More generally, dependencies take the form x1 ... xn -> y1 ... ym, where x1, ..., xn, and y1, ..., yn are type variables with n>0 and m>=0, meaning that the y parameters are uniquely determined by the x parameters. Spaces can be used as separators if more than one variable appears on any single side of a dependency, as in t -> a b. Note that a class may be annotated with multiple dependencies using commas as separators, as in the definition of E above. Some dependencies that we can write in this notation are redundant, and will be rejected because they don't serve any useful purpose, and may instead indicate an error in the program. Examples of dependencies like this include a -> a , a -> a a , a -> , etc. There can also be some redundancy if multiple dependencies are given, as in a->b, b->c , a->c , and in which some subset implies the remaining dependencies. Examples like this are not treated as errors. Note that dependencies appear only in class declarations, and not in any other part of the language. In particular, the syntax for instance declarations, class constraints, and types is completely unchanged.

By including dependencies in a class declaration, we provide a mechanism for the programmer to specify each multiple parameter class more precisely. The compiler, on the other hand, is responsible for ensuring that the set of instances that are in scope at any given point in the program is consistent with any declared dependencies. For example, the following pair of instance declarations cannot appear together in the same scope because they violate the dependency for D, even though either one on its own would be acceptable:

   instance D Bool Int where ...
   instance D Bool Char where ...

Note also that the following declaration is not allowed, even by itself:

   instance D [a] b where ...

The problem here is that this instance would allow one particular choice of [a] to be associated with more than one choice for b, which contradicts the dependency specified in the definition of D. More generally, this means that, in any instance of the form:

   instance D t s where ...

for some particular types t and s, the only variables that can appear in s are the ones that appear in t, and hence, if the type t is known, then s will be uniquely determined.

The benefit of including dependency information is that it allows us to define more general multiple parameter classes, without ambiguity problems, and with the benefit of more accurate types. To illustrate this, we return to the collection class example, and annotate the original definition of Collects with a simple dependency:

   class Collects e ce | ce -> e where
      empty  :: ce
      insert :: e -> ce -> ce
      member :: e -> ce -> Bool

The dependency ce -> e here specifies that the type e of elements is uniquely determined by the type of the collection ce. Note that both parameters of Collects are of kind *; there are no constructor classes here. Note too that all of the instances of Collects that we gave earlier can be used together with this new definition.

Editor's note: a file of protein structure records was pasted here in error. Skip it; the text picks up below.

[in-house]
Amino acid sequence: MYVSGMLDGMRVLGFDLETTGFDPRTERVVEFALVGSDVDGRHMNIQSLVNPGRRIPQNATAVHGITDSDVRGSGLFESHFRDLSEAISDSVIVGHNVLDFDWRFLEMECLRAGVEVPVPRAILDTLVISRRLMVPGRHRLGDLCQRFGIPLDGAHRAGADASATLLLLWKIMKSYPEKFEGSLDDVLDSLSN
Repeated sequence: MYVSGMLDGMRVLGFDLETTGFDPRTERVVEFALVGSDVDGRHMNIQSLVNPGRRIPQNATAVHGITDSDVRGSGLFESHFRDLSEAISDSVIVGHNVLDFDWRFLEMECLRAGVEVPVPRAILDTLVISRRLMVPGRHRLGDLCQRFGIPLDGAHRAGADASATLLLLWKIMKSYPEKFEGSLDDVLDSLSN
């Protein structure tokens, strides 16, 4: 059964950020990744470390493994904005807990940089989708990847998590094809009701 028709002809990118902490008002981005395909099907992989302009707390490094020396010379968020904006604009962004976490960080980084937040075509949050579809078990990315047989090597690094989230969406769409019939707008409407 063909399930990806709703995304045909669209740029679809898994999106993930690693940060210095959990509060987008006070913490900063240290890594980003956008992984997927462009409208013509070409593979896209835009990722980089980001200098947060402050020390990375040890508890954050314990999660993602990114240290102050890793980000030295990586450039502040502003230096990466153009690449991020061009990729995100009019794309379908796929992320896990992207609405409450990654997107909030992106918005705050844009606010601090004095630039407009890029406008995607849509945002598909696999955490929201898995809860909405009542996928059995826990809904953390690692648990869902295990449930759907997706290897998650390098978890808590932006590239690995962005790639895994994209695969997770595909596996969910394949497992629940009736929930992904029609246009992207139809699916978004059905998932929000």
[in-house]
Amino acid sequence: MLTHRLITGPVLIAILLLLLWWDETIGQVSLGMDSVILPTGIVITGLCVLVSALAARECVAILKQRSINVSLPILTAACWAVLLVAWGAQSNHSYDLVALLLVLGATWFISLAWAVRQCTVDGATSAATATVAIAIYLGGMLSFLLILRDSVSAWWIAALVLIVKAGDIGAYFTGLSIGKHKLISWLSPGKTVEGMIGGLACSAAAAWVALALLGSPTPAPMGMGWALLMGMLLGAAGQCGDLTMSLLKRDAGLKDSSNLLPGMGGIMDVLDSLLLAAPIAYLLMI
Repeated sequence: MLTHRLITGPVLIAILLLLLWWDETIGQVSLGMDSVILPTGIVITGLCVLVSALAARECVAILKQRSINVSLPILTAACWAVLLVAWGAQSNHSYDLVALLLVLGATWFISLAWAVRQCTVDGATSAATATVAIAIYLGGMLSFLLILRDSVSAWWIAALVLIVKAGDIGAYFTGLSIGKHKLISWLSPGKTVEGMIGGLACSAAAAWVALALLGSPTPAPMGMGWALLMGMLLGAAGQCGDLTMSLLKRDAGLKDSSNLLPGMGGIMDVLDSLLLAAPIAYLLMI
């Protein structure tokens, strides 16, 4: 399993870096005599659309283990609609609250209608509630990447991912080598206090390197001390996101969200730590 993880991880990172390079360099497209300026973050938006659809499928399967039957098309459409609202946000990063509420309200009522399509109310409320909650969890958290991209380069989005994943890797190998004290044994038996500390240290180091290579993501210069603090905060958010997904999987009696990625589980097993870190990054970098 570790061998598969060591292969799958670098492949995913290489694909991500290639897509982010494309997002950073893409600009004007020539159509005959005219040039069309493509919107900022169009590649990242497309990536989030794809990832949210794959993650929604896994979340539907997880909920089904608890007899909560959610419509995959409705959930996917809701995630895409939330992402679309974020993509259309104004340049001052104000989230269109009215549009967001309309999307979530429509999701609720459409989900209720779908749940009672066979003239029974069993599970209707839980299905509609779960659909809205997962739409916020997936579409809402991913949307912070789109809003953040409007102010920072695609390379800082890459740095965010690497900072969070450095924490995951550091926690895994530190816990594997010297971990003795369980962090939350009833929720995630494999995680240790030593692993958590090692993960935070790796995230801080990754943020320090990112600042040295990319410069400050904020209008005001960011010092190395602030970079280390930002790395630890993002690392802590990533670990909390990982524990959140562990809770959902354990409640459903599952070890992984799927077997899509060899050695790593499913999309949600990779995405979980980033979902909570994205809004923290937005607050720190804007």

What about the ambiguity problems that we encountered with the original definition? The empty function still has type Collects e ce => ce, but it is no longer necessary to regard that as an ambiguous type: Although the variable e does not appear on the right of the => symbol, the dependency for class Collects tells us that it is uniquely determined by ce, which does appear on the right of the => symbol. Hence the context in which empty is used can still give enough information to determine types for both ce and e, without ambiguity. More generally, we need only regard a type as ambiguous if it contains a variable on the left of the => that is not uniquely determined (either directly or indirectly) by the variables on the right.

Dependencies also help to produce more accurate types for user defined functions, and hence to provide earlier detection of errors, and less cluttered types for programmers to work with. Recall the previous definition for a function f:

   f x y = insert x y = insert x . insert y

for which we originally obtained a type:

   f :: (Collects a c, Collects b c) => a -> b -> c -> c

Given the dependency information that we have for Collects, however, we can deduce that a and b must be equal because they both appear as the second parameter in a Collects constraint with the same first parameter c. Hence we can infer a shorter and more accurate type for f:

   f :: (Collects a c) => a -> a -> c -> c

In a similar way, the earlier definition of g will now be flagged as a type error.

Although we have given only a few examples here, it should be clear that the addition of dependency information can help to make multiple parameter classes more useful in practice, avoiding ambiguity problems, and allowing more general sets of instance declarations.

7.6.3. Instance declarations

An instance declaration has the form

  instance ( assertion1, ..., assertionn) => class type1 ... typem where ...

The part before the "=>" is the context, while the part after the "=>" is the head of the instance declaration. Instance resolution

When GHC tries to resolve, say, the constraint C Int Bool, it tries to match every instance declaration against the constraint, by instantiating the head of the instance declaration. Consider these declarations:

  instance context1 => C Int a     where ...  -- (A)
  instance context2 => C a   Bool  where ...  -- (B)

GHC's default behaviour is that exactly one instance must match the constraint it is trying to resolve. For example, the constraint C Int Bool matches instances (A) and (B), and hence would be rejected; while C Int Char matches only (A) and hence (A) is chosen.

Notice that

  • When matching, GHC takes no account of the context of the instance declaration (context1 etc).